Be a Winner


07 Aug 2017

Jo Prigmore and Neill Kydd from Fulton Hogan Marlborough won the Safety Contribution Award at the 2016 Site Safe Construction Health and Safety Awards.

In use since the 1960s, the Fulton Hogan Renwick Quarry and Crushing produces about 80,000 tonnes of sealing chip and concrete and roading aggregate each year.

The site includes a crusher, concrete plant and asphalt plant, and is manned by a small but dedicated team.

Fulton Hogan Marlborough’s Industries Divisional Manager Neill Kydd and Safety Manager Jo Prigmore explain how their team approach led them to success at the Construction Health and Safety Awards.

Crushing machinery has many dangerous “nip” points where two rotating surfaces come into contact. These are high-risk points where workers can easily be seriously injured. One way to reduce the risk is to use a guard, a fixed surface which is put in the way so there is only one moving surface, removing the chance of being dragged in. But the guarding must be very carefully adjusted, otherwise the nip point will remain. There are written standards outlining the correct distances and sizes, but workers found these difficult to use and carry on-site, especially as paper documents don’t travel well on dusty, windy quarry sites.

After attending a WorkSafe information day, Neill and Jo became convinced of the benefits of nip guarding and began to introduce it at the Renwick site, as well as promoting it throughout Fulton Hogan and other businesses in the region.

The pair became recognised as authorities on the subject and started to share their knowledge by auditing other Fulton Hogan sites. Their “can do” attitude helped to show other operators that nip guarding could be safe and practical at the same time. The combination of Neill’s strong operational background and Jo’s passion for safety encouraged workers to ask questions and think about solutions to safety issues. During these audits, it became clear a better solution was needed to make the guarding standards user-friendly. Using the MBIE guidelines, the pair developed a simple wheel device, which shows the required distance and size of guard.

In addition to the guarding wheel, the pair worked together with staff to improve the quarry management plan, developed a staff safety handbook/site induction document and developed an audit tool.

Throughout this work, Jo and Neill’s approach was to collaborate with workers, making sure they kept things practical, and in keeping with what actually happened on-site.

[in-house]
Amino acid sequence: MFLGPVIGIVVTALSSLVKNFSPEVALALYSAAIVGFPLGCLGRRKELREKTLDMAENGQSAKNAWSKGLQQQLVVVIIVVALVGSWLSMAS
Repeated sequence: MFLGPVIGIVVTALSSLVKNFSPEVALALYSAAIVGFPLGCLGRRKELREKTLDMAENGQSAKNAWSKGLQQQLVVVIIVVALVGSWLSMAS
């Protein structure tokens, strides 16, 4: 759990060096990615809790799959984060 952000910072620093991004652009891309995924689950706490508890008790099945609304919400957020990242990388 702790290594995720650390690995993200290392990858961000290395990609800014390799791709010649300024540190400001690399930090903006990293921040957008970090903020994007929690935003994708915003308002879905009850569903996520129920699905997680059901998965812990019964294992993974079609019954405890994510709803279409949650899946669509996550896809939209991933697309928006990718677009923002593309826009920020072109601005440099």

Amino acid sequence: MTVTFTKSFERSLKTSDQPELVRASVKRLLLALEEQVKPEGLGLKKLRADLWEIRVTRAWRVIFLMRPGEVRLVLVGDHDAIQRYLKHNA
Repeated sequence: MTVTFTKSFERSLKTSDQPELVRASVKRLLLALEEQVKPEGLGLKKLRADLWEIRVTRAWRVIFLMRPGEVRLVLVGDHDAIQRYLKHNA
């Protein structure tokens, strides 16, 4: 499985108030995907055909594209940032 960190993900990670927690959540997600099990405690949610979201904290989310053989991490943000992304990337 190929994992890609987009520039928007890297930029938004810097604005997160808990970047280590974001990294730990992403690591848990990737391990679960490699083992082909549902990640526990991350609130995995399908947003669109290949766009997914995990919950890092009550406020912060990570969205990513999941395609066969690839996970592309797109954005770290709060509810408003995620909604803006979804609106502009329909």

“Because the guys were involved and we had tested things out, they were happy to be upfront and say ‘hey, this isn’t going to work’. They were involved in the whole process. That input meant that in most cases, they didn’t have to change how they worked. We found people were offering solutions when things weren’t working, rather than just complaining.”

“It gave the guys ownership of their safety processes,” Jo said.

“If you can make safety practical, people will join in with you – it’s not impossible to get people to change their ways.”

Thinking of workers as clients was key to the approach, Jo said.

“They are the customer. Safety historically has been a policeman’s role but it’s actually a customer service role. For example, if you tell someone to wear earmuffs and they don’t understand why, then you are going to have to police that, rather than being there to check the quality of the earmuffs and test how well they are working.”

Neill said keeping things simple was vital.

“Our approach was to simplify the whole process and take something complicated and turn it into something that that the average guy can use.”

 “For the guys like me on the ground, we need to know the outcome and see the reasoning behind it - you don’t want the people up top giving you a lot of rubbish that you can’t deal with at the bottom. It has to be practical, because you’ve got to be able to implement it.”

A big benefit of the pair’s work was changing attitudes to health and safety, Neill said.

“People don’t walk around scoffing at health and safety anymore. They understand that it’s necessary and we’ve got to get on with it and that we are actually trying to make life better. Once they understand that, you are more than halfway there.”

“And if you can stop someone sticking their hand, or leg or foot into the crusher because they understand what the guarding is meant to be, then we’ve accomplished something, haven’t we?”

Fulton Hogan Regional Manager Tim Glanville said the pair’s approach meant they now had great staff “buy in” on new safety ideas.

“Staff now have the appropriate language to challenge things they don’t think will work and are much more involved in safety and understand why things are being done.

“They are far more confident in raising safety ideas.”

By working together, Neill and Jo had successfully led a step change in quarry management practices, Tim said.

“Neill and Jo show what can be achieved when a safety professional and an experienced operator work together to tackle a range of problems.

“Neill’s operational knowledge, coupled with Jo’s practical approach to safety, has shown that no-one in the industry has an excuse to say that safety is too hard, or that it gets in the way of production.”

Entries for this year's Construction Health and Safety Awards are now open. Apply now.